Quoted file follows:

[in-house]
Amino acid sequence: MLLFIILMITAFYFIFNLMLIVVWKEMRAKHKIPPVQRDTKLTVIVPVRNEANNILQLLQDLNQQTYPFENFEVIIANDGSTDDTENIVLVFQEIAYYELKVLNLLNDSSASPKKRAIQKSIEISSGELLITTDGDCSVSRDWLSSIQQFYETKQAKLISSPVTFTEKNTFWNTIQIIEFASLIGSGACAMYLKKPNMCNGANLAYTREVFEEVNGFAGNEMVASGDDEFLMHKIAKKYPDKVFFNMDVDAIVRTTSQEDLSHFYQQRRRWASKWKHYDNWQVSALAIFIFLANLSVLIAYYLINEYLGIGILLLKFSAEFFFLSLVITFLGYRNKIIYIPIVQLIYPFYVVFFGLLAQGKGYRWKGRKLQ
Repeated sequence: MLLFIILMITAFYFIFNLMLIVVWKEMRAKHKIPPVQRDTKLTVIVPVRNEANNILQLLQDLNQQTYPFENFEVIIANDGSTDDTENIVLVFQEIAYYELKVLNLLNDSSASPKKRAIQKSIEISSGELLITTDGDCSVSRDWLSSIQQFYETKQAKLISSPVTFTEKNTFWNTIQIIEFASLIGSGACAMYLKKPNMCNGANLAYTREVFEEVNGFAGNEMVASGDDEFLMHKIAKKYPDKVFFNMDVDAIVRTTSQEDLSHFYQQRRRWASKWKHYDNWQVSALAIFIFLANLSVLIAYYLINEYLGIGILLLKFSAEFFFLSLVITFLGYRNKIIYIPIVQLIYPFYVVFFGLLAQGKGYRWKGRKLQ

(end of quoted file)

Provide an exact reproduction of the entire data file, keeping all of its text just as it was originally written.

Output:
[in-house]
Amino acid sequence: MLLFIILMITAFYFIFNLMLIVVWKEMRAKHKIPPVQRDTKLTVIVPVRNEANNILQLLQDLNQQTYPFENFEVIIANDGSTDDTENIVLVFQEIAYYELKVLNLLNDSSASPKKRAIQKSIEISSGELLITTDGDCSVSRDWLSSIQQFYETKQAKLISSPVTFTEKNTFWNTIQIIEFASLIGSGACAMYLKKPNMCNGANLAYTREVFEEVNGFAGNEMVASGDDEFLMHKIAKKYPDKVFFNMDVDAIVRTTSQEDLSHFYQQRRRWASKWKHYDNWQVSALAIFIFLANLSVLIAYYLINEYLGIGILLLKFSAEFFFLSLVITFLGYRNKIIYIPIVQLIYPFYVVFFGLLAQGKGYRWKGRKLQ
Repeated sequence: MLLFIILMITAFYFIFNLMLIVVWKEMRAKHKIPPVQRDTKLTVIVPVRNEANNILQLLQDLNQQTYPFENFEVIIANDGSTDDTENIVLVFQEIAYYELKVLNLLNDSSASPKKRAIQKSIEISSGELLITTDGDCSVSRDWLSSIQQFYETKQAKLISSPVTFTEKNTFWNTIQIIEFASLIGSGACAMYLKKPNMCNGANLAYTREVFEEVNGFAGNEMVASGDDEFLMHKIAKKYPDKVFFNMDVDAIVRTTSQEDLSHFYQQRRRWASKWKHYDNWQVSALAIFIFLANLSVLIAYYLINEYLGIGILLLKFSAEFFFLSLVITFLGYRNKIIYIPIVQLIYPFYVVFFGLLAQGKGYRWKGRKLQ